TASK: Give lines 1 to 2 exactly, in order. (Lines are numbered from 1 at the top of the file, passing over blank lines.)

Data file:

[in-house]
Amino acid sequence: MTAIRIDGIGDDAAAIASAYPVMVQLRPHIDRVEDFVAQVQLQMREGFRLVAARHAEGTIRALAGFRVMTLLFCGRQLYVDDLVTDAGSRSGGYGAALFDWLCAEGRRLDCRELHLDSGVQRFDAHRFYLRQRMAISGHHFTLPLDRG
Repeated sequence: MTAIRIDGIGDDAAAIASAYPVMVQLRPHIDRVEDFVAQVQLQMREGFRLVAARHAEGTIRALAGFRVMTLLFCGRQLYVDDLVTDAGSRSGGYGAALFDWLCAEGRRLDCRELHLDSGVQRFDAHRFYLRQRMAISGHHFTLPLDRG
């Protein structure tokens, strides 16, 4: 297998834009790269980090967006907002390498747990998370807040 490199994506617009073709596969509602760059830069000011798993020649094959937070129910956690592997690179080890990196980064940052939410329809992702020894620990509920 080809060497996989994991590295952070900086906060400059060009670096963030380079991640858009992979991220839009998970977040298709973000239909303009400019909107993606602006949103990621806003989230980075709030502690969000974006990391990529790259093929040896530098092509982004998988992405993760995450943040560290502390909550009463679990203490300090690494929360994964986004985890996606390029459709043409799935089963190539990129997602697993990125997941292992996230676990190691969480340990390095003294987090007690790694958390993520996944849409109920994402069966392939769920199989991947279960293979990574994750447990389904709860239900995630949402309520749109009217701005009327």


[in-house]
Amino acid sequence: MTAIRIDGIGDDAAAIASAYPVMVQLRPHIDRVEDFVAQVQLQMREGFRLVAARHAEGTIRALAGFRVMTLLFCGRQLYVDDLVTDAGSRSGGYGAALFDWLCAEGRRLDCRELHLDSGVQRFDAHRFYLRQRMAISGHHFTLPLDRG